The battle for raw cow’s milk in Arkansas really took shape in the 2011 legislative session. The bill was narrowly defeated, and raw milk advocates began forming a campaign for the 2013 session. Rep. Alexander says that he was amazed by the response he had from all across the state when talk of a raw milk bill came up in this session. He researched the issue and felt strongly that allowing individual farmers to sell raw milk was both a health and a freedom issue. The health benefits to consumers, he says, far outweigh the potential risks.

One of the most vocal and persuasive advocates for raw milk sales has been Lee Richardson, former executive chef at Little Rock’s Capital Hotel. He testified before both the Senate and House Agriculture Committees in favor of legalizing raw milk this year. Richardson remembers his grandfather keeping a jug of “sour” milk in his refrigerator in the 1970s, but never knew why it was there. When he moved to Arkansas in 2006 he started to hear more about the local foods movement and about the issue of raw milk. It was then that he understood what his grandfather’s “sour” milk was, and he wanted the same healthy food and dairy options for his family, especially for his daughter.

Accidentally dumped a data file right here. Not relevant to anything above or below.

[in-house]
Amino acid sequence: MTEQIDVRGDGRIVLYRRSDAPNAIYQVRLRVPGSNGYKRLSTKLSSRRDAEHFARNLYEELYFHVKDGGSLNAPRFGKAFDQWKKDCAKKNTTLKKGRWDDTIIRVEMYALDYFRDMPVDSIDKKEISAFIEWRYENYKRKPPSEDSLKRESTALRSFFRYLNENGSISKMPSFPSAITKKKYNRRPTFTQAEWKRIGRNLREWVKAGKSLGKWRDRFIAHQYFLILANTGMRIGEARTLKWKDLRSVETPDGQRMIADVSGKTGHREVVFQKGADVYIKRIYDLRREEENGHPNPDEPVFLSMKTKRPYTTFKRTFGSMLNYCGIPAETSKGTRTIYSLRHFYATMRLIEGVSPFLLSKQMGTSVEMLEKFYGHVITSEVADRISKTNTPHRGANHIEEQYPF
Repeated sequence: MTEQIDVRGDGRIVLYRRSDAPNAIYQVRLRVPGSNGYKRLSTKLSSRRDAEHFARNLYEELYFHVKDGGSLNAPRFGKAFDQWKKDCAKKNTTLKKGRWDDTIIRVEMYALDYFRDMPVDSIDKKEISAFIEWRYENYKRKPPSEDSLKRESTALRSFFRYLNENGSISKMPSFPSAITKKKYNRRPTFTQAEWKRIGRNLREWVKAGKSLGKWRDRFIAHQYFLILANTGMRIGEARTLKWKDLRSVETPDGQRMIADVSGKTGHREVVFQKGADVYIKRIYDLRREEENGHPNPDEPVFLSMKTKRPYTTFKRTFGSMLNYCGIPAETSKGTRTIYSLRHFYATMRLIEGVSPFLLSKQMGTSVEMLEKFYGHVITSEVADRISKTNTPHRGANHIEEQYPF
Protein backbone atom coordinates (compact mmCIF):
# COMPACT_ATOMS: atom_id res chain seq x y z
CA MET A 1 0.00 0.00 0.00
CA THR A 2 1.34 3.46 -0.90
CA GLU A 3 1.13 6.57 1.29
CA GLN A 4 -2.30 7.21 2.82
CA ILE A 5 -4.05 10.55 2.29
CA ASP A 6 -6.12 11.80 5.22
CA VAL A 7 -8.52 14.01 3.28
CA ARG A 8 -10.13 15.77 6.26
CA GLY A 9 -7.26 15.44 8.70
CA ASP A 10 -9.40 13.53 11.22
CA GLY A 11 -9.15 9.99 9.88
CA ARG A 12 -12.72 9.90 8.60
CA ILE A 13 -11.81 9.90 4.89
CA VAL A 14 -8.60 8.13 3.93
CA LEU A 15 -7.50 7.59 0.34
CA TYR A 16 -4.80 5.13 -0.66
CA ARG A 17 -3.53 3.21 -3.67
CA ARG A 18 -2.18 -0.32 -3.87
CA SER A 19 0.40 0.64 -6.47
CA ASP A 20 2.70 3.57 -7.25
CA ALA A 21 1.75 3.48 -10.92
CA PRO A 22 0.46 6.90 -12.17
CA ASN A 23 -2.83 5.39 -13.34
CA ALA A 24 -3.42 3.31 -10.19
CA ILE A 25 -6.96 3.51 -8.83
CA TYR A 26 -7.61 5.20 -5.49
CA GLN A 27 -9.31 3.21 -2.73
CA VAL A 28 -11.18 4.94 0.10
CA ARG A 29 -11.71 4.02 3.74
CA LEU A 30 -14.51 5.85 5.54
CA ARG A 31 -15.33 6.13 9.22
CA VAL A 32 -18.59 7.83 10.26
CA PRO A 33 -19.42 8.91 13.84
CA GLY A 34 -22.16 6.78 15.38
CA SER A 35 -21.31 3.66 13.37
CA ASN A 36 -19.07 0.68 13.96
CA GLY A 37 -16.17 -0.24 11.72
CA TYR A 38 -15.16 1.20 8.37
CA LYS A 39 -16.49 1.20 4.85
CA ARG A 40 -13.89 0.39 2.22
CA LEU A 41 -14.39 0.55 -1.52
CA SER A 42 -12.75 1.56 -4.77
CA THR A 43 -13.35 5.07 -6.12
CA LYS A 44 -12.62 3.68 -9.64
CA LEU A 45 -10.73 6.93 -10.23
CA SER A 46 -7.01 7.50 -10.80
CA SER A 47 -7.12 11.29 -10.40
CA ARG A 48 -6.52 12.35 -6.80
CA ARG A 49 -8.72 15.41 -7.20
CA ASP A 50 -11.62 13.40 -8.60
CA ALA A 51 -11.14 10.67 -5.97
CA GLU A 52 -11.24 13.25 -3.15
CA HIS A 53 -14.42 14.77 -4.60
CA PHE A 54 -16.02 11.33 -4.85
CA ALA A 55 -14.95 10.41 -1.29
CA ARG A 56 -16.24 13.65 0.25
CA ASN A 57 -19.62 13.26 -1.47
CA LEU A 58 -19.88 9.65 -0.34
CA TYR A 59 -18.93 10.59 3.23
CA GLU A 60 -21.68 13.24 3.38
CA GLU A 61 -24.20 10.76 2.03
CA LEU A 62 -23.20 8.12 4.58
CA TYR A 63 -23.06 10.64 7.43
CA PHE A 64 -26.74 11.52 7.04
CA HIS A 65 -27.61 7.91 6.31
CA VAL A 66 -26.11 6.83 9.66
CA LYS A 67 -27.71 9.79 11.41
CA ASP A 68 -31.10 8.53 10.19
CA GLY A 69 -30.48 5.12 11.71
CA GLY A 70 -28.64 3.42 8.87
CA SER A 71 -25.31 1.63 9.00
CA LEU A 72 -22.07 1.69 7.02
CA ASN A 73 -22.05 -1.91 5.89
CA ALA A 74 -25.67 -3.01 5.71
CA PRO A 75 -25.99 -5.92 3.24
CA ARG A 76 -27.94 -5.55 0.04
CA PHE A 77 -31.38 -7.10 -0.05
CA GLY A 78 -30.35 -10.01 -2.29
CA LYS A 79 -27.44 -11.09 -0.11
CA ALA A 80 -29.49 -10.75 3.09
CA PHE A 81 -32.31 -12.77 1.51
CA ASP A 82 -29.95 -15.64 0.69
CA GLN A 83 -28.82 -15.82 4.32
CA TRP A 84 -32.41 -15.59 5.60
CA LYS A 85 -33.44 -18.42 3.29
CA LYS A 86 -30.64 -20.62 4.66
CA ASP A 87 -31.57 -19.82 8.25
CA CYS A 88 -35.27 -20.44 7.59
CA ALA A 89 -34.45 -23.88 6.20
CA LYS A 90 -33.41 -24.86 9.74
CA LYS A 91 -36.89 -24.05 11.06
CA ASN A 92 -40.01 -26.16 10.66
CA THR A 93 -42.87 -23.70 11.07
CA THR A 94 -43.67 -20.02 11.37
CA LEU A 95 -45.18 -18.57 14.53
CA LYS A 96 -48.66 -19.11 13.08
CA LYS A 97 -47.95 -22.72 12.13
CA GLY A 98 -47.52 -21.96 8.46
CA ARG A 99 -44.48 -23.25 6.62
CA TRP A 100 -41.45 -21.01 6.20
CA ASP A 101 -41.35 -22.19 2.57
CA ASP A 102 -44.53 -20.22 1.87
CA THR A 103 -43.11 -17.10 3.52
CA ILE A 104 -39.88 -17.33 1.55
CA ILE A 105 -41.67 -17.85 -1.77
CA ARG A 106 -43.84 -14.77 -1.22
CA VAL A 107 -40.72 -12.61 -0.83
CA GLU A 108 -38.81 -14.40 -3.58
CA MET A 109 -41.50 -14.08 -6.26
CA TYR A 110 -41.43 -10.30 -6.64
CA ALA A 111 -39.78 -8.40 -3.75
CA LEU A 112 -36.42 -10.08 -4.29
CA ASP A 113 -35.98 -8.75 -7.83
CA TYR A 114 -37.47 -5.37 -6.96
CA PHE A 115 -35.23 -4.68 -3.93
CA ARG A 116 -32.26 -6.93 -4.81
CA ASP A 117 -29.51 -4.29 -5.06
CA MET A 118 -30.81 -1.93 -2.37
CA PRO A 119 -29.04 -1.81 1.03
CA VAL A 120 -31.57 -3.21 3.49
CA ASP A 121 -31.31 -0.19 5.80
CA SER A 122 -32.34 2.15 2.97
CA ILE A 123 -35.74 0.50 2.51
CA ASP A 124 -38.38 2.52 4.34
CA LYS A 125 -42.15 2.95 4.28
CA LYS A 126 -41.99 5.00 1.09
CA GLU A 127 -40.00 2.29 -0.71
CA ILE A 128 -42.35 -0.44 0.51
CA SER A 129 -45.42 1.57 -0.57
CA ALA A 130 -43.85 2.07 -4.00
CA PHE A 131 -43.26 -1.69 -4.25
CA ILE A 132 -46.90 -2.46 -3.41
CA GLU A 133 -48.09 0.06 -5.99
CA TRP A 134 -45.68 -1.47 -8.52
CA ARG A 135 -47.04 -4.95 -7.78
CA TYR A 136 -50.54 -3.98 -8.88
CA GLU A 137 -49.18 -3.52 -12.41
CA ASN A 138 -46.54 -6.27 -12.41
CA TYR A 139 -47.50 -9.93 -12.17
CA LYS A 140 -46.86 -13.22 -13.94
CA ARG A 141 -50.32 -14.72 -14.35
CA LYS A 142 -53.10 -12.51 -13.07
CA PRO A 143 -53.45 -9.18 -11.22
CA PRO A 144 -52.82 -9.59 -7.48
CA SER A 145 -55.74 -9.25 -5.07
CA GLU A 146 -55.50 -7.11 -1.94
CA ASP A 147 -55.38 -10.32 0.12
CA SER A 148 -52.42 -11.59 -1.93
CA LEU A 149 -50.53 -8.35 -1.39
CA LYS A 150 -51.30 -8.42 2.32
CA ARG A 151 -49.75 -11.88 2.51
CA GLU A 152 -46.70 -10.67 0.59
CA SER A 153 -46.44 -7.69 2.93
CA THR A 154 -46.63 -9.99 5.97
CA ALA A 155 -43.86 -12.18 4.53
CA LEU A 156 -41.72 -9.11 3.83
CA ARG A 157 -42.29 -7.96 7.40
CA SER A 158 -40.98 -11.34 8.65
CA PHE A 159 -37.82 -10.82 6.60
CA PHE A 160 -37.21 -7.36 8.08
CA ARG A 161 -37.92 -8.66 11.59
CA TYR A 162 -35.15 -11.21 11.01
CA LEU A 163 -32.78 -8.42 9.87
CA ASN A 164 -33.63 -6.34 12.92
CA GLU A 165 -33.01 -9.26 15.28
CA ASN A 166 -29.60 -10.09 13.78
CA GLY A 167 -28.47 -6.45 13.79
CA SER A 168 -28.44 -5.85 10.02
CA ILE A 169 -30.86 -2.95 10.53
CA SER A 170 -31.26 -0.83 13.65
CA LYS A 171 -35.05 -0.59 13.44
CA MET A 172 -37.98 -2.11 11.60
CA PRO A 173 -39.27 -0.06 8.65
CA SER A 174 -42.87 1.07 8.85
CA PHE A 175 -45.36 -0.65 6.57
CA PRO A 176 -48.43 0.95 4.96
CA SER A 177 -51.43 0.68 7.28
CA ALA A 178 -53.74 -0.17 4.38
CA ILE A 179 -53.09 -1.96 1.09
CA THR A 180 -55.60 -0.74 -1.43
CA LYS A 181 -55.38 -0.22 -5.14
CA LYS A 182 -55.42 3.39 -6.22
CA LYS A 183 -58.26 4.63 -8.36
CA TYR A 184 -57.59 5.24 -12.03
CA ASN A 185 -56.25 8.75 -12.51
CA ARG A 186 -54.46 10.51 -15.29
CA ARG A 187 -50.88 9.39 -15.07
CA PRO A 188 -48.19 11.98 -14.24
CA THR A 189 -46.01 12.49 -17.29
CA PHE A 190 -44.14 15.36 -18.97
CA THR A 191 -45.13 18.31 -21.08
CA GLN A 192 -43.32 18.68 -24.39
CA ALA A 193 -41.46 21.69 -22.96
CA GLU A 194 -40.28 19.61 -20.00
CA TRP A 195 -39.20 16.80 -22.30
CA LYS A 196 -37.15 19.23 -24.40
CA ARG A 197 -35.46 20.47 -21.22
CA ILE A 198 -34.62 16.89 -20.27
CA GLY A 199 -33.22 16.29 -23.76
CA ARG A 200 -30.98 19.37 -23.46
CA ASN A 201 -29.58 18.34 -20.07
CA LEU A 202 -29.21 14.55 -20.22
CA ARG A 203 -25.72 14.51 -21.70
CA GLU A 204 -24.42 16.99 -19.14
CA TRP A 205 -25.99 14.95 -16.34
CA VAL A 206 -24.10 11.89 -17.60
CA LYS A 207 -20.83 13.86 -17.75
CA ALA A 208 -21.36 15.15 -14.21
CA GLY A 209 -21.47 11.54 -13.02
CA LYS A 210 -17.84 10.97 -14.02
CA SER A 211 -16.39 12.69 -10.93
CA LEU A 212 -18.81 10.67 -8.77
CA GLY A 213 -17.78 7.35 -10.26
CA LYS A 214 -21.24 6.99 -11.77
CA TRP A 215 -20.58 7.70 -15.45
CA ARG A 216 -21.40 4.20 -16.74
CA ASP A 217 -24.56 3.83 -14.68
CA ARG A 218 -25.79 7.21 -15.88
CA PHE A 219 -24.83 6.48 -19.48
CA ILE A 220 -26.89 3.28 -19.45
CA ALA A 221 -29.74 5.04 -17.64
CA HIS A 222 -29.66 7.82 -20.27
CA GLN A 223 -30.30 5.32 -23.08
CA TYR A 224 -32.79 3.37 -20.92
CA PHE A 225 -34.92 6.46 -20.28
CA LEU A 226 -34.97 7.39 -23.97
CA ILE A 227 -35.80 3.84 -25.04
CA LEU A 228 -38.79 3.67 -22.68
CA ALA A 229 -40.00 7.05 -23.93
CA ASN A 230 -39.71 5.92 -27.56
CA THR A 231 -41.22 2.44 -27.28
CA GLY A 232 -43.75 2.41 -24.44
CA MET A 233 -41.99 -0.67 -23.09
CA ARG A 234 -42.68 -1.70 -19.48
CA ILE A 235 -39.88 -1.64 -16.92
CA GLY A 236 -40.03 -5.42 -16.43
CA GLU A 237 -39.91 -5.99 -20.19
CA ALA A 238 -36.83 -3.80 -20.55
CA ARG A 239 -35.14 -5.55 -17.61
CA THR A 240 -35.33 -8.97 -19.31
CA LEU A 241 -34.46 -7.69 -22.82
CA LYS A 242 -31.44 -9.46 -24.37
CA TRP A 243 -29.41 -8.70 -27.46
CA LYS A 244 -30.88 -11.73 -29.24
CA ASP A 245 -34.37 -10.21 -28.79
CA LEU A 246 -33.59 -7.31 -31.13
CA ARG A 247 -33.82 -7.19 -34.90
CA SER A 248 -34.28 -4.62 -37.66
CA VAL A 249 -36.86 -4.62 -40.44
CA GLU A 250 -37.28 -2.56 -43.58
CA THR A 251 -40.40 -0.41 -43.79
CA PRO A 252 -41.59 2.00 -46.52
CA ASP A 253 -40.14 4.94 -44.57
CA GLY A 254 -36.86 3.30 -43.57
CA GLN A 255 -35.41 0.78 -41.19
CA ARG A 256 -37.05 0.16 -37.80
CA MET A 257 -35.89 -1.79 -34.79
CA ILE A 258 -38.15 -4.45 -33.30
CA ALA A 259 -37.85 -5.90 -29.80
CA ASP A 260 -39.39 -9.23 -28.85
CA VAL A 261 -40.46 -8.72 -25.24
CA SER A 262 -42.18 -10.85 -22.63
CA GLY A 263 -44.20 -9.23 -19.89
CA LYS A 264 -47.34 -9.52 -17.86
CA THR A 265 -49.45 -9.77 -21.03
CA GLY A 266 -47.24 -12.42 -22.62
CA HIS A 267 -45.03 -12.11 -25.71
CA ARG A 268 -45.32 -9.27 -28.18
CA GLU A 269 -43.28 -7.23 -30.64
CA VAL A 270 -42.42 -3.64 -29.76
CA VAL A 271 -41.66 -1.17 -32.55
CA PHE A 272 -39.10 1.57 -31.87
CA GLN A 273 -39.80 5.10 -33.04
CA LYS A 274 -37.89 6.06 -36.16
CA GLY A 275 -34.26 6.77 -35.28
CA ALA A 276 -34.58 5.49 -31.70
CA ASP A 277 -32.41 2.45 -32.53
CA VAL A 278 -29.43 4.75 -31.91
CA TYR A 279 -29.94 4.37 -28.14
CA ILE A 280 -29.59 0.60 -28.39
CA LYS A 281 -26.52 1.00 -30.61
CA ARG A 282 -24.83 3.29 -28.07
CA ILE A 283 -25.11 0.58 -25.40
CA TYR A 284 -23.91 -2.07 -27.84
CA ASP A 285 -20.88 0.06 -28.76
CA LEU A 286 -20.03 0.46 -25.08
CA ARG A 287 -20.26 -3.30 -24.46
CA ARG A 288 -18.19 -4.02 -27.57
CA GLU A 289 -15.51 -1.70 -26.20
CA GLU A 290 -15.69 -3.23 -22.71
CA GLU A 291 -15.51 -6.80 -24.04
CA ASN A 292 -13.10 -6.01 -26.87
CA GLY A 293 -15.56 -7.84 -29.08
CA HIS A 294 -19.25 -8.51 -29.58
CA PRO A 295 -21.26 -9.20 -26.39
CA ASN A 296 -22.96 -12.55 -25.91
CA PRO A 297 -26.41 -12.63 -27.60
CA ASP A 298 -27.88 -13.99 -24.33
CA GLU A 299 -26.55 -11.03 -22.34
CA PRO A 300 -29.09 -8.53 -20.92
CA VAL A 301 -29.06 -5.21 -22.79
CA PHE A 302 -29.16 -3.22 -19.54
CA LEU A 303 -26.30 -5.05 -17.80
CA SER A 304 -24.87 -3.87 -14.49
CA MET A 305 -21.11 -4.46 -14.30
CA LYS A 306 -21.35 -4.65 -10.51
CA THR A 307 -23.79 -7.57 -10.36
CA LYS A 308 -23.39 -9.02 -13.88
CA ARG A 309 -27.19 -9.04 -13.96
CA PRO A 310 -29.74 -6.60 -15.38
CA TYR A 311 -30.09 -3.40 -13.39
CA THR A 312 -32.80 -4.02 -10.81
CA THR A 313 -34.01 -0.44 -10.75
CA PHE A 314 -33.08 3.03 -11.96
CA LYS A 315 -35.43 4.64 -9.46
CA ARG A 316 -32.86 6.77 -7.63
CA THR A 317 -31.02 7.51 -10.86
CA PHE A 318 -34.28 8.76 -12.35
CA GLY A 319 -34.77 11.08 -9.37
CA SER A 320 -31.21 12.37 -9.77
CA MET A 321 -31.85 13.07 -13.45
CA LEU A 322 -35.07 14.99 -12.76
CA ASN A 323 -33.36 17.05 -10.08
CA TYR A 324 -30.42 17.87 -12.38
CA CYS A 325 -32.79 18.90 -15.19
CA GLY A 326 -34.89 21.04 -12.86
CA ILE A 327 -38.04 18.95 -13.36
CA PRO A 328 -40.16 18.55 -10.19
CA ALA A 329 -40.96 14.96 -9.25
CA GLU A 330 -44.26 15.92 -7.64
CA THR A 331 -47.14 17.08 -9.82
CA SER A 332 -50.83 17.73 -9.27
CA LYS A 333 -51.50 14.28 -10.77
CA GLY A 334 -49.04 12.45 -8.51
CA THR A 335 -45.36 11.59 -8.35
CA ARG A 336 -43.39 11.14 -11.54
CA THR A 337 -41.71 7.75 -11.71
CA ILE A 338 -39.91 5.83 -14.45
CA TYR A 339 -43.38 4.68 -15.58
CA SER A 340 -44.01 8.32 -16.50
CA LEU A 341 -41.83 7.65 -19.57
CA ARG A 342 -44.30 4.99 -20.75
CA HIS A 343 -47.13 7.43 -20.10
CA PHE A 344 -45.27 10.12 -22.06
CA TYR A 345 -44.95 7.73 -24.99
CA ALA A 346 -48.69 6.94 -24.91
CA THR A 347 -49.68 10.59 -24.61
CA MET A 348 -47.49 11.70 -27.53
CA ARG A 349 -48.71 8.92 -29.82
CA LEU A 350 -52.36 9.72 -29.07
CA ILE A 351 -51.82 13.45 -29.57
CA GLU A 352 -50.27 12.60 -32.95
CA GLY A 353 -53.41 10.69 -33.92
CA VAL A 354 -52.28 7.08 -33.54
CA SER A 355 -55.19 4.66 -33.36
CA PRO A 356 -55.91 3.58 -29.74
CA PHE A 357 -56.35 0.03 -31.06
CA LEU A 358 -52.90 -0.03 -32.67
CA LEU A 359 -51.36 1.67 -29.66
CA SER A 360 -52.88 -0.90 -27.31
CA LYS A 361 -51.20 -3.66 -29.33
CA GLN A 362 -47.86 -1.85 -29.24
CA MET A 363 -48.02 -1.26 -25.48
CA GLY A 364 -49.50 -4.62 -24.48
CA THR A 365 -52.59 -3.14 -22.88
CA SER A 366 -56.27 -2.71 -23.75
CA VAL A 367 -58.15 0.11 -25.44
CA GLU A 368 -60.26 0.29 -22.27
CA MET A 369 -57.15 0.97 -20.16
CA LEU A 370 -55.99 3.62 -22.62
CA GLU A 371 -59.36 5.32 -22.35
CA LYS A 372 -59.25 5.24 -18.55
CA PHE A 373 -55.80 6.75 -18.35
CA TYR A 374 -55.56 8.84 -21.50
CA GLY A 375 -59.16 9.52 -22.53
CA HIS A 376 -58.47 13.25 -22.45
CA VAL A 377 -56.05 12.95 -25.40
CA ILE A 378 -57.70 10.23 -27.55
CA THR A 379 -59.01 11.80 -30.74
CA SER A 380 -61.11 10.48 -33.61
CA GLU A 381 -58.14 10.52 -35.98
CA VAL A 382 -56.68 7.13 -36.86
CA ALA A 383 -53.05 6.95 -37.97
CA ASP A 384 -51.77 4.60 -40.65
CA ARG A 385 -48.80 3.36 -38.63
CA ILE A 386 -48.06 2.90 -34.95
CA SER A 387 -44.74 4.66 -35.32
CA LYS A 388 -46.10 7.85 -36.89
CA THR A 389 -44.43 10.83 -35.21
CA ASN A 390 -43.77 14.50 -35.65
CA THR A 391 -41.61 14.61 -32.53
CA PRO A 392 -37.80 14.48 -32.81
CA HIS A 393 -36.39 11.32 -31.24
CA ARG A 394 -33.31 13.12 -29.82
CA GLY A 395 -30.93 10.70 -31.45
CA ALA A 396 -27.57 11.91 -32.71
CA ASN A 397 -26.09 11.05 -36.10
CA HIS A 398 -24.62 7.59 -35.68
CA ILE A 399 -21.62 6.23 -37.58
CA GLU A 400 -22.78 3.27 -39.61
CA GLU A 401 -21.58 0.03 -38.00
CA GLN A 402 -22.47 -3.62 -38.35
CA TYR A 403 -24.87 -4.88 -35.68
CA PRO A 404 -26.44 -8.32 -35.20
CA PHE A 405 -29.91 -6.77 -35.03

Richardson’s focus as a chef is preserving food culture, or as he puts it, “creating an Arkansas identity in the national food story.” Raw milk is one important component of that. Beyond just the health issue, however, is his belief in citizens’ rights to choose whether or not to support a food production industry that is “about profit, not about feeding the body.” Alexander and many other local food advocates concur. They believe that consumers have the right to make informed food decisions of their own, not have them regulated by government entities.